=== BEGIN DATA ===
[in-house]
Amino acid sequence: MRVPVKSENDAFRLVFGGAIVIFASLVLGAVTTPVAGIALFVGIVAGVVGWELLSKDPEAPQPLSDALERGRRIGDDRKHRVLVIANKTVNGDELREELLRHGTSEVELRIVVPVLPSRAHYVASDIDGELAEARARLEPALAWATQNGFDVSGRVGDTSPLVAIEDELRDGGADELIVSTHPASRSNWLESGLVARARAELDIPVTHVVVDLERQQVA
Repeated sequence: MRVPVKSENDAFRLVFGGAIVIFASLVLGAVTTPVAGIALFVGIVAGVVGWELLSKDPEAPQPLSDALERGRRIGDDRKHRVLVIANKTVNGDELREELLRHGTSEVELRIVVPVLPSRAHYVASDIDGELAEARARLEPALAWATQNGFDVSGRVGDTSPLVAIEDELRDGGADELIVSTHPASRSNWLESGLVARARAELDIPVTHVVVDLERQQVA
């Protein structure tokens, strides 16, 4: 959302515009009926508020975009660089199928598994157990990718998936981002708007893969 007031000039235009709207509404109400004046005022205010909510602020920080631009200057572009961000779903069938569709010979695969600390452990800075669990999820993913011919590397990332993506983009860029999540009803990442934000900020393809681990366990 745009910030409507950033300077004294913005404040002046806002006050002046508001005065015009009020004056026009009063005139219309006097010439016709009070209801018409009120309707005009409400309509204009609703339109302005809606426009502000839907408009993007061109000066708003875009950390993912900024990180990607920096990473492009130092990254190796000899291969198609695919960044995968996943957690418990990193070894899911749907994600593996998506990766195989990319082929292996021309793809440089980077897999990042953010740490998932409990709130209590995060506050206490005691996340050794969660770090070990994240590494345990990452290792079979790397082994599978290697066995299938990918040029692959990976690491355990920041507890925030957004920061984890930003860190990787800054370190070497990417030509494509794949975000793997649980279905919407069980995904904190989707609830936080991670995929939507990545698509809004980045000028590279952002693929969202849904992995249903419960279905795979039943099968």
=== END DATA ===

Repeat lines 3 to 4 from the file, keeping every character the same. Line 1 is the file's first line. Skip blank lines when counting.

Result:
Repeated sequence: MRVPVKSENDAFRLVFGGAIVIFASLVLGAVTTPVAGIALFVGIVAGVVGWELLSKDPEAPQPLSDALERGRRIGDDRKHRVLVIANKTVNGDELREELLRHGTSEVELRIVVPVLPSRAHYVASDIDGELAEARARLEPALAWATQNGFDVSGRVGDTSPLVAIEDELRDGGADELIVSTHPASRSNWLESGLVARARAELDIPVTHVVVDLERQQVA
């Protein structure tokens, strides 16, 4: 959302515009009926508020975009660089199928598994157990990718998936981002708007893969 007031000039235009709207509404109400004046005022205010909510602020920080631009200057572009961000779903069938569709010979695969600390452990800075669990999820993913011919590397990332993506983009860029999540009803990442934000900020393809681990366990 745009910030409507950033300077004294913005404040002046806002006050002046508001005065015009009020004056026009009063005139219309006097010439016709009070209801018409009120309707005009409400309509204009609703339109302005809606426009502000839907408009993007061109000066708003875009950390993912900024990180990607920096990473492009130092990254190796000899291969198609695919960044995968996943957690418990990193070894899911749907994600593996998506990766195989990319082929292996021309793809440089980077897999990042953010740490998932409990709130209590995060506050206490005691996340050794969660770090070990994240590494345990990452290792079979790397082994599978290697066995299938990918040029692959990976690491355990920041507890925030957004920061984890930003860190990787800054370190070497990417030509494509794949975000793997649980279905919407069980995904904190989707609830936080991670995929939507990545698509809004980045000028590279952002693929969202849904992995249903419960279905795979039943099968």